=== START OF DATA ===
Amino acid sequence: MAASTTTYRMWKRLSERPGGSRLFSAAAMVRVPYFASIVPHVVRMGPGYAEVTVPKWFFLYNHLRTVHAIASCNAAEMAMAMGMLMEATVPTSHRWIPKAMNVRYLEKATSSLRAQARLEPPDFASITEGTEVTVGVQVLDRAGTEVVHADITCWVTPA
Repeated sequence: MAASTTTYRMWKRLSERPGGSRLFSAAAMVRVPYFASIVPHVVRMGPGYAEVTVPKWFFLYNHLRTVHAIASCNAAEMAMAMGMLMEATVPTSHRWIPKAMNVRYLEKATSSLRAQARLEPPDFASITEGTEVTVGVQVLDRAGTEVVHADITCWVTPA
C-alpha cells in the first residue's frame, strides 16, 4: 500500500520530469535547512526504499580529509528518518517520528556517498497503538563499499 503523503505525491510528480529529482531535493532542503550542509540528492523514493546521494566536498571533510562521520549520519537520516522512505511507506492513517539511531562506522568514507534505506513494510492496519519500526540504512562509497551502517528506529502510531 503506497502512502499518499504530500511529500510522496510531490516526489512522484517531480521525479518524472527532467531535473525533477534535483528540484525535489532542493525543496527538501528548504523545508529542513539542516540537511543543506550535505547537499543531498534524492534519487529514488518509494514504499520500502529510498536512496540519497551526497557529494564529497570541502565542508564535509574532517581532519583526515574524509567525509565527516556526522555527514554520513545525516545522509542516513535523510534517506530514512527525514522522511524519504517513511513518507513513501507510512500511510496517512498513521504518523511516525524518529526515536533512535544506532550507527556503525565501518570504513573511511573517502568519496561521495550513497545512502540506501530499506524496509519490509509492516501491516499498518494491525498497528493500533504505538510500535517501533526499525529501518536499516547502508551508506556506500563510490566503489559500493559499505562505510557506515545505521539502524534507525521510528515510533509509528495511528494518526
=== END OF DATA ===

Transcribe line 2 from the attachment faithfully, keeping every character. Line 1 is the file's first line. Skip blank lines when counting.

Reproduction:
Repeated sequence: MAASTTTYRMWKRLSERPGGSRLFSAAAMVRVPYFASIVPHVVRMGPGYAEVTVPKWFFLYNHLRTVHAIASCNAAEMAMAMGMLMEATVPTSHRWIPKAMNVRYLEKATSSLRAQARLEPPDFASITEGTEVTVGVQVLDRAGTEVVHADITCWVTPA